Cybereason becomes the latest entry in 2020’s rush of XDR solutions, with some capabilities that they believe not only sets them ahead of traditional security, but also their XDR competitors.
Cybereason, which began operations doing what would eventually become known as EDR [Endpoint Detection and Response] in 2012, has announced their expansion into XDR [Extended Detection and Response] with the availability of Cybereason XDR. While 2020 has already seen multiple vendors enter the XDR space, many of them larger players, Cybereason sees a positive differentiation as an open best of breed player which is not part of a larger platform.
Cybereason was founded in 2012 by three veterans of the Israel cybersecurity defence establishment who believed that the commercial cybersecurity world was far from catching up with something like Stuxnet, which in 2010 was used against the Iranian nuclear program.
“We considered the commercial world’s entire defense paradigm was wrong,” said Yonatan Striem-Amit, Cybereason’s CTO and one of the co-founders. “They didn’t understand what hacking really is. Anti-virus doesn’t help manage complex cyberattacks. This led to a need to talk about a cyberattack as a process, which is is much more complex than getting malware on an endpoint. It is a very long and complex process, that remains much the same today as in 2012.
“The main reason for founding Cybereason was making sure every single step the hackers have to execute after they get in collapses,” Striem-Amit stated. “No one then had the data and analytics for this, so we decided to build it. When we started the company there was no name for the concept, which became known as EDR, and involved bringing massive amounts of data, collecting it and analyzing it.”
Striem-Amit said that their concept of XDR involves ingesting data from an even broader range of security controls then EDR in order to break down siloes where analysts use separate tools on each type of asset — endpoint, cloud, mobile and cloud identities. Those siloes make it easier for attackers to hide in the seams.
“We are now launching our XDR, to interact with more data,” Striem-Amit stated. “In this siloed environment, piecing together Malop [Malicious Operation] becomes difficult for analysts. The only way they can fight back is if we piece things together for the user so they can see what happened, and how it happened and how you make it go away. They can look at the attack as a Malop, one whole entity, and see how one silo impacts the rest of your environment.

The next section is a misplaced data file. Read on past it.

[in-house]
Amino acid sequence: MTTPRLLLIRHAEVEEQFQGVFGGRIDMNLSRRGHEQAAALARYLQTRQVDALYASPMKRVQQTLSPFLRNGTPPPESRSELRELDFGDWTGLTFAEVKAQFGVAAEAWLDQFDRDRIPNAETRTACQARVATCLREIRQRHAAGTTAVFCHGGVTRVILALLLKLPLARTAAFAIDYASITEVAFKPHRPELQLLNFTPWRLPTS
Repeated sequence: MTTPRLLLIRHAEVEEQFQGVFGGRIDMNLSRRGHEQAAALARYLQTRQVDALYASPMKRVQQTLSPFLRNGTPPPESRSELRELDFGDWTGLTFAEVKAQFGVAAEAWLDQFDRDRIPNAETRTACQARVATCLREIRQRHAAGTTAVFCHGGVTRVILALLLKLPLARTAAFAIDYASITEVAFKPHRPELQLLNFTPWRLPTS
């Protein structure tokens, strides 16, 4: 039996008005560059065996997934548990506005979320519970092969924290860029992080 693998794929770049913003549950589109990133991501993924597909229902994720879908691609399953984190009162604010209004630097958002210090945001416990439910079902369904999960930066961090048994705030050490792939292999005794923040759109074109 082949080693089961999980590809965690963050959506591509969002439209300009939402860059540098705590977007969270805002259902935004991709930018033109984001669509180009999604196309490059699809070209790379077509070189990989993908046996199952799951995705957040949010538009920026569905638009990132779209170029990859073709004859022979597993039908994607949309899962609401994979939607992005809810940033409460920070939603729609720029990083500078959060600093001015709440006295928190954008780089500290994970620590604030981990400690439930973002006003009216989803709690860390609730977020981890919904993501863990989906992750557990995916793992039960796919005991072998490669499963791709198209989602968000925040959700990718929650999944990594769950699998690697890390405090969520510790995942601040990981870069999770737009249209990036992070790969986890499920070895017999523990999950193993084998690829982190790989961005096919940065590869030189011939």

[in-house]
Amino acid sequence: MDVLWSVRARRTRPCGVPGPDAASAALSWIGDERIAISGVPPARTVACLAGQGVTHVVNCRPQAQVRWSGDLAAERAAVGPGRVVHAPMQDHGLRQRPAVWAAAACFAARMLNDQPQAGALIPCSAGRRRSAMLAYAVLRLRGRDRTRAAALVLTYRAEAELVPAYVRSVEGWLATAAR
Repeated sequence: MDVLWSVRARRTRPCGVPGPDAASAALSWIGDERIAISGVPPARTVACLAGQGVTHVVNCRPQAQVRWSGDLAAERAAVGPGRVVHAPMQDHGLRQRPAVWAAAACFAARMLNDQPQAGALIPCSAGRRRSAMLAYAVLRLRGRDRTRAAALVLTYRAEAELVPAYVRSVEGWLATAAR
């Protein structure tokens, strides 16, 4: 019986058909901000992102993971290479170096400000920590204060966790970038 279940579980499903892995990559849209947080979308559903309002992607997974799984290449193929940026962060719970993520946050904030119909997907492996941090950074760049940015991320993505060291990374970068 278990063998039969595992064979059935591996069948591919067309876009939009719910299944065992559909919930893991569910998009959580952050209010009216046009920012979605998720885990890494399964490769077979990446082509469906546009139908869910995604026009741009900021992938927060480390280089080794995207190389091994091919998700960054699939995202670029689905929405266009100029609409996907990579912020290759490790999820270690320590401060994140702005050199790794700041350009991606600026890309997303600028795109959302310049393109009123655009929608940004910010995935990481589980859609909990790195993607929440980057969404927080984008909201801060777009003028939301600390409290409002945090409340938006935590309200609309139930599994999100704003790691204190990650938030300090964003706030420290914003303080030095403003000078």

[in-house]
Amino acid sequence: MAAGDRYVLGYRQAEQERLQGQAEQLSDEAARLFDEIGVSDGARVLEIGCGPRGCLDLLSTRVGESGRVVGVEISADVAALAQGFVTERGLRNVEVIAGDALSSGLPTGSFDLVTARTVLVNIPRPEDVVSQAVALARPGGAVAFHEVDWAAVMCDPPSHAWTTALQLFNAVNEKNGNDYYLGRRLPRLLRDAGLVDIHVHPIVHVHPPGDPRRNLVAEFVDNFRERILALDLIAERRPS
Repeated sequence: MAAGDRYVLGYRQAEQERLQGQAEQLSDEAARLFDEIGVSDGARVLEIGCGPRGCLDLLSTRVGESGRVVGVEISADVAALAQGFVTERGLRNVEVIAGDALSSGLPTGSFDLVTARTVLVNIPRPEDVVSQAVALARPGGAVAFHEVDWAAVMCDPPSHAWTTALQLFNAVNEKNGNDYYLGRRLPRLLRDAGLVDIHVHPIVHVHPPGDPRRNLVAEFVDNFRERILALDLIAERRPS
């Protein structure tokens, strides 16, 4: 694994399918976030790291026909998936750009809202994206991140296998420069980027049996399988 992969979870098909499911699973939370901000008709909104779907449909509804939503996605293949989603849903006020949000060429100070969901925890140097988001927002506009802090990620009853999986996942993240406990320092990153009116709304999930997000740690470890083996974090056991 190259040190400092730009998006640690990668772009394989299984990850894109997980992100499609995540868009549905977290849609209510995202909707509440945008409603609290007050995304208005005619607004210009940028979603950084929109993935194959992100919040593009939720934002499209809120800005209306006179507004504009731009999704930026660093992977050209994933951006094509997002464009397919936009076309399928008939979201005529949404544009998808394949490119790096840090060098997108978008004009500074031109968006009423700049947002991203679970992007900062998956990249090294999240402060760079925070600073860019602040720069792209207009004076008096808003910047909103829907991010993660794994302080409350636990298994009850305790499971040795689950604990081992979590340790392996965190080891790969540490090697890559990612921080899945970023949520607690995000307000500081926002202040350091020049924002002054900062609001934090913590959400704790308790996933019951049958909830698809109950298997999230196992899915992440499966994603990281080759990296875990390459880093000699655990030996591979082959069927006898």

“Our purpose with this is to end cyber attacks, to stop attacks across all siloes with one click, Striem-Amit stressed. “XDR lets you make sure that you don’t miss things.”
Cybereason is not the first vendor to bring XDR to the market, and whether through acquisition of startups or internal development, much larger companies like Palo Alto Networks and McAfee who position their XDR as part of a broader platform are already there. Striem-Amit emphasized, however, that Cybereason is in a position to successfully differentiate.
“You have companies who have a suite of solutions making an XDR product for it, and you have others like us which say XDR is about openness, where you don’t have to buy everything from me,” he said. “You just need one cohesive data plane where everything is talking in the same language. You don’t need to buy everything from a single vendor.”
Striem-Amit stressed that an open XDR system is better able to deliver the extreme efficiency the technology offers.
“The proof is in the pudding,” he said. “XDR is best of breed, so operational overhead becomes critical. The ability to customize to user need while using analytics to drive value becomes a very easy way to visualize why an open approach is a better solution. If you look at the metrics of customers using XDR, the numbers speak for themselves. There is a 308% ROI just on savings of labour.” It also lets Level One and Level Two analysts perform with Level Three proficiency.
Cybereason goes to market today entirely through channel partners.
“We sell purely through partners, and don’t do direct,” Striem-Amit said. “Partners account for 98% of our deals. The rest is legacy. We have a lot of multiple strategic partnerships across VARs, MSSPs and distributors.”
Striem-Amit said that many partners understand that it makes more sense to bring in a vendor product for this than to use a Do-it-Yourself strategy.
“I see extensive shifts from a mindset that we can do it on their own,” he indicated. “We have multiple partners building MSSP practices where we generate efficiencies that are really impressive. On the endpoint side they have a ratio of 1 analyst to 200,000 endpoints. That’s easy to manage at scale and provide premium service.”
Strategic vendor relationships are also a significant part of the Go-to-Market strategy.
“We have technology partners as well as solution provider partners who use us on their back end,” Striem-Amit said. “There’s a large network of these. This allows us to get to their customers.”